Mmmm, hmmm, Let’s read the rest,
But the point about the Hola killings is that they led to an outcry in the House of Commons, a wave of revulsion in the country, and a hastening of the independence process.
What he doesn’t mention is how long it took for anyone to complain.
Linking to this blog, he says,
I’m not a great fan of empires – we would have done far better to have carried on with our unofficial protectorates and trading outposts than to assume responsibility for large tracts of land – but there is little doubt that, as empires go, ours was relatively benign. Niall Ferguson makes the obvious but rarely remarked point that, for most of the countries under British dominion, the alternative was not unmolested evolution towards modernity, but conquest by someone else: France, Germany, Turkey, Russia, Japan or – worst of all – Belgium.
Yes, that’s the same Niall Ferguson who teaches what he and Carswell describe as “proper history”. Are protectorates any less wrong that colonies? Not really, but this piece of lazy thinking implies that “if we hadn’t have colonized them, some other power would have done so and the situation would have been much worse”. Belgium, as he rightly points out, was one of the worst colonizers. King Leopold II treated the Congo as his own personal property and subjected the natives to horrific and barbaric treatment. But the Congo was called a “Free State”, that is to say, a country where the normal rule of law and civil and human rights are suspended in order to pursue a tidy profit. It is an idea that gets most Randists moist. This site promotes the idea of a free state. But it’s a vision that exists outside of history and reality. The BBC reports on the Lekki Free Trade Zone in Nigeria and tells us that other African countires are following suit. Is this another Scramble for Africa? Recently the government announced its intention to create so-called Enterprise Zones. Guess what that means for workers? The only people who get excited about these zones are parasites.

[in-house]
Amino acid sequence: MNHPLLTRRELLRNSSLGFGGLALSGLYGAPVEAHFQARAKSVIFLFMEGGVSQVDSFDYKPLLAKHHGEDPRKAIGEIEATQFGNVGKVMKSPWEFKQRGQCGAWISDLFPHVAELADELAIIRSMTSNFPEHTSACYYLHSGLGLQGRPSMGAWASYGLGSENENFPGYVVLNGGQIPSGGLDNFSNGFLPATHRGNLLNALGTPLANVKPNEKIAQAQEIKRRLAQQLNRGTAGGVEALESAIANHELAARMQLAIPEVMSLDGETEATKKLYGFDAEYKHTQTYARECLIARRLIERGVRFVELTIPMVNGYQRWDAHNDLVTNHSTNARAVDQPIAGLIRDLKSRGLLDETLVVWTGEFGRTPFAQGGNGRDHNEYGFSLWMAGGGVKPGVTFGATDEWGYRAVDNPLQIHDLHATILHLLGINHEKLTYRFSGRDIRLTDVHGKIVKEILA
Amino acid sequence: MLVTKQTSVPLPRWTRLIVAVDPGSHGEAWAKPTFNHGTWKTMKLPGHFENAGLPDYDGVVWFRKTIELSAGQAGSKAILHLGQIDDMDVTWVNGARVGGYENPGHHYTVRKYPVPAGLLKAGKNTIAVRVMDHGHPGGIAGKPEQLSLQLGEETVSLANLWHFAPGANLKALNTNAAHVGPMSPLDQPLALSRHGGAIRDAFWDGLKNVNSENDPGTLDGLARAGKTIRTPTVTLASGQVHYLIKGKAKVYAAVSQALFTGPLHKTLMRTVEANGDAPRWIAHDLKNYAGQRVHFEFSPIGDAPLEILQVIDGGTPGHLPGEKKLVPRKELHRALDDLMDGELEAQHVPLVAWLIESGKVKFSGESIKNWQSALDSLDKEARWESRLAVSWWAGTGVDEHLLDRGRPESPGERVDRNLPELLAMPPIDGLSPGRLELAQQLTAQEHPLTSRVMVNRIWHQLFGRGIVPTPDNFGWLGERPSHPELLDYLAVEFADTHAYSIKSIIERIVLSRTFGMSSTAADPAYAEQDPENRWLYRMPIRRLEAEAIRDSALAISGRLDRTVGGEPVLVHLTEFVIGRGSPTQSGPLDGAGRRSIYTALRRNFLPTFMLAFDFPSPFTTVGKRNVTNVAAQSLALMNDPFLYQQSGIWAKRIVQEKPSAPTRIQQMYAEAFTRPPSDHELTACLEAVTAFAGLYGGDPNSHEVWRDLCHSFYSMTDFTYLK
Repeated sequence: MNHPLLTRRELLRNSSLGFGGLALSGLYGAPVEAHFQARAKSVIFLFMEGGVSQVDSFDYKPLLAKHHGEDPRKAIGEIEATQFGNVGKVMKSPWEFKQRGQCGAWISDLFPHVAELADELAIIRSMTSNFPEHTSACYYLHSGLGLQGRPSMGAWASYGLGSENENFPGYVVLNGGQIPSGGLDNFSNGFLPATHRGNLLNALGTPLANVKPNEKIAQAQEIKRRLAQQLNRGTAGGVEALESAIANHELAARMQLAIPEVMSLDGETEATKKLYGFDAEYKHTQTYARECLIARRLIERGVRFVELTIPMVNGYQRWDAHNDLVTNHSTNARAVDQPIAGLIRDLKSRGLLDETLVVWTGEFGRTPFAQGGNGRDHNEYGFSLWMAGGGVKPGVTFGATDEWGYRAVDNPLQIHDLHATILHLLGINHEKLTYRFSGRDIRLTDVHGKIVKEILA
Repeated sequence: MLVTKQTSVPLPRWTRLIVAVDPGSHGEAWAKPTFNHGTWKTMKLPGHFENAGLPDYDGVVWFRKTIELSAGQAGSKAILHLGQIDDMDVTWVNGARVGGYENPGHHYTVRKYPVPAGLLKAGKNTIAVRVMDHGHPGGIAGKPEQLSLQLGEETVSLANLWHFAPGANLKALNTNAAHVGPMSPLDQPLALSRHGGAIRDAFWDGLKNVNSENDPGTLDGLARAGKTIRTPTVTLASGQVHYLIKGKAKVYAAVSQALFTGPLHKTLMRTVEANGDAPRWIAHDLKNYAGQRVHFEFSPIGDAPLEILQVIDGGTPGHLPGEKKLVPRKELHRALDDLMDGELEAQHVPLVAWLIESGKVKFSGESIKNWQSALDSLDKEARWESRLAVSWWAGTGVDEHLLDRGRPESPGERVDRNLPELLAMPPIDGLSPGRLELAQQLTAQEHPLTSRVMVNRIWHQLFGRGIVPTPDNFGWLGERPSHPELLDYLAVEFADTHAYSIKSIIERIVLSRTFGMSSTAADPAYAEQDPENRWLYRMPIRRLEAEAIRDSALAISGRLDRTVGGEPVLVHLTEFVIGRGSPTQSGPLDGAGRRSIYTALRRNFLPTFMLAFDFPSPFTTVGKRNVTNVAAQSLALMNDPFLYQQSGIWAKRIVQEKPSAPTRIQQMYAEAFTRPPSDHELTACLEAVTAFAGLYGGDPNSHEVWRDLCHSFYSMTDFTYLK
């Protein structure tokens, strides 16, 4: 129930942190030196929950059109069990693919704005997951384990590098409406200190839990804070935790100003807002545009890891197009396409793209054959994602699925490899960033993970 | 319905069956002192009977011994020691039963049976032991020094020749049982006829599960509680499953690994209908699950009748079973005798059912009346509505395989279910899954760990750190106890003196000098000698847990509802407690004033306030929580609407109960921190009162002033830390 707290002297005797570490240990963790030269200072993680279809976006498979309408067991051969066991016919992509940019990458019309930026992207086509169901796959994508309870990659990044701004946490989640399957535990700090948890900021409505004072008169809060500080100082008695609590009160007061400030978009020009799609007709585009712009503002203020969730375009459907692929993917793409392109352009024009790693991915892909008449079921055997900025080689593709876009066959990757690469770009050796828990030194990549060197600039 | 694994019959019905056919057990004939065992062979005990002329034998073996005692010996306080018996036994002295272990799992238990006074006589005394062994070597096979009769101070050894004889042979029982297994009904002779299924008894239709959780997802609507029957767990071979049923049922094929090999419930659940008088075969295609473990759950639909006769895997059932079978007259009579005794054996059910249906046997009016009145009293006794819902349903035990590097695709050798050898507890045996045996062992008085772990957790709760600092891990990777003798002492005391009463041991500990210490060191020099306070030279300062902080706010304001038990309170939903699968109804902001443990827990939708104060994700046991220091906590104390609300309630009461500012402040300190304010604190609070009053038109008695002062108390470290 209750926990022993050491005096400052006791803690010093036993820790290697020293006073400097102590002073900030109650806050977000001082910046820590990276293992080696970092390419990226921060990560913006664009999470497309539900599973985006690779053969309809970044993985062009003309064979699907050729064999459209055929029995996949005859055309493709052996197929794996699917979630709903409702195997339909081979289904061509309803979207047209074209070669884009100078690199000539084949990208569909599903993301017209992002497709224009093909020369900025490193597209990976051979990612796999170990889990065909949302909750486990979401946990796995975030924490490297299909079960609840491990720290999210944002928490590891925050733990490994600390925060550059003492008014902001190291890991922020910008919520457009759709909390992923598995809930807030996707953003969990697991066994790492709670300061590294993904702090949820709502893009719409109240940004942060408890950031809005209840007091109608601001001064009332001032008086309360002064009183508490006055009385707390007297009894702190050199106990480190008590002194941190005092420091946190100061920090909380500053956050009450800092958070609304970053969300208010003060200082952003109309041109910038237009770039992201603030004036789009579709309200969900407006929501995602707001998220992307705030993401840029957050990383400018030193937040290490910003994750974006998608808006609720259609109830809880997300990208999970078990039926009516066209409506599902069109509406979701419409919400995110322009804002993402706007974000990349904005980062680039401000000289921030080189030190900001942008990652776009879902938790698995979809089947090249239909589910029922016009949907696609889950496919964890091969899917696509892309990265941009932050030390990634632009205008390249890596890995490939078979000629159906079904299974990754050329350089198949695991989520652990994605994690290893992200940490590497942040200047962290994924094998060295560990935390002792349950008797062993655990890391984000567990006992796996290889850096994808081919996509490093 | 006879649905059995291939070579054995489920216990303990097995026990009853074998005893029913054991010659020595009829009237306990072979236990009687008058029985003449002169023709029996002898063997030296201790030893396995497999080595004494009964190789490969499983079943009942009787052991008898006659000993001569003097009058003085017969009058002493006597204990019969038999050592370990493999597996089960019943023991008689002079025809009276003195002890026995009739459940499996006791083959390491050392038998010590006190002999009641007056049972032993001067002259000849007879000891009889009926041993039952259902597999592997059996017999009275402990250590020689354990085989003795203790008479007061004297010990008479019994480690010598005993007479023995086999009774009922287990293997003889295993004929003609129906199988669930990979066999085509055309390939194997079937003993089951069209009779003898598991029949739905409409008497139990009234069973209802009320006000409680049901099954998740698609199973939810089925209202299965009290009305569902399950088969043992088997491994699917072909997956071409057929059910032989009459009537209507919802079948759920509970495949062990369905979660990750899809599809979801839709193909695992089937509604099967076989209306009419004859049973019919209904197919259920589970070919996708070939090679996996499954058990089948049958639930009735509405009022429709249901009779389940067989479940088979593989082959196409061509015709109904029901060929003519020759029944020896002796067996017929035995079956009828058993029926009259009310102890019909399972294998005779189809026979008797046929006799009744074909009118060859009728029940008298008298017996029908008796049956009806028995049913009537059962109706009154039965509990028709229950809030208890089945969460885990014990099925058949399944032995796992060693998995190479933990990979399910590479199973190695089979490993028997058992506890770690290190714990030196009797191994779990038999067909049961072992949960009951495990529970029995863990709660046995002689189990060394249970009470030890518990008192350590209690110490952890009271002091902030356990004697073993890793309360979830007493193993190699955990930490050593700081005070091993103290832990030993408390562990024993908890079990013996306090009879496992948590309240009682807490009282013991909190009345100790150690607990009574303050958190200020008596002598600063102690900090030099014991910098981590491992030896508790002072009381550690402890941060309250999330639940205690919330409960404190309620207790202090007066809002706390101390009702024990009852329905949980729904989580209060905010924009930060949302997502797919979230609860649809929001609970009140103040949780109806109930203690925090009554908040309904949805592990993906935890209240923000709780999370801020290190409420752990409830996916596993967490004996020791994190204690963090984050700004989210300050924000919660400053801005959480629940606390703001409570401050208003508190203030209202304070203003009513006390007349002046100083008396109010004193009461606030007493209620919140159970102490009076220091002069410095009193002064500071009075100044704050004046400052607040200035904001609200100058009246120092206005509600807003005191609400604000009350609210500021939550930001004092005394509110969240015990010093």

Ironically, the MP who brought the Hola Camp abuses to the attention of the Commons was the mercurial Enoch Powell, who would later go on to deliver his infamous “Rivers of Blood” speech. Powell was a fervent free-marketeer and like those who give unquestioning devotion to the classical liberal model, he promoted that idea in isolation from the historical facts. This blog is, as much as anything else, an effort to rehabilitate the reputation of Powell by constructing a new, kinder memory of him outside of the materialism of history. Thatcher appropriated the memory of Churchill and isolated his wartime premiership from the rest of his inglorious past. It was a mistake and it came back to haunt her.
On to today’s blog and Hannan claims that the money that this country (sic) has given to the Portuguese bailout could have been spent on
254,150 nurses (there are around 390,000 nurses in the NHS)
114,109 NHS doctors (more than the actual total of 110,000)
180,575 police constables (there are 170,000 police officers in the UK)
194,553 teachers (out of 450,000)
246,856 Army privates (as against 106,550 actual regulars, of all ranks)
What’s so ironic about his figures for doctors and nurses is that, not so long ago, he appeared on Fox News to tell the American people that the “NHS was a 60 year old mistake”.
This blog is a mix of anti-EU sensationalism and snide attacks on his political enemies.
He takes a cheap swipe at the March of the Alternative
So where is the “March for the Alternative”? Where are all the students, Socialist Workers and trade union activists who thronged through London just a couple of weeks ago?
At the end he adds this,
So where is the TUC? Where is UK Uncut? Where are all those who asserted last month that a much smaller sum meant the end of social security in Britain? Are they missing something? Or am I?
There are none so deaf as those that refuse to hear, Dan. Tell you what, if you’re so fired up about the bailout, why don’t you organize your own march? There’s nothing stopping you. Or maybe the Rally Against Debt, which has so far attracted little support and that he supported on his blog, is more his thing? I understand, that like Hon Tobes, he’s chickened out of appearing at the rally. The fact of the matter is that the bailout of Portugal is part of a series of mistakes made by countries who adopted the neoliberal economic model in an attempt to play with the big boys of the G20 nations. This is the same economic model that was forced onto this country by the Thatcher government in the 1980’s.
Naturally, such facts are always met with silence. I wonder why?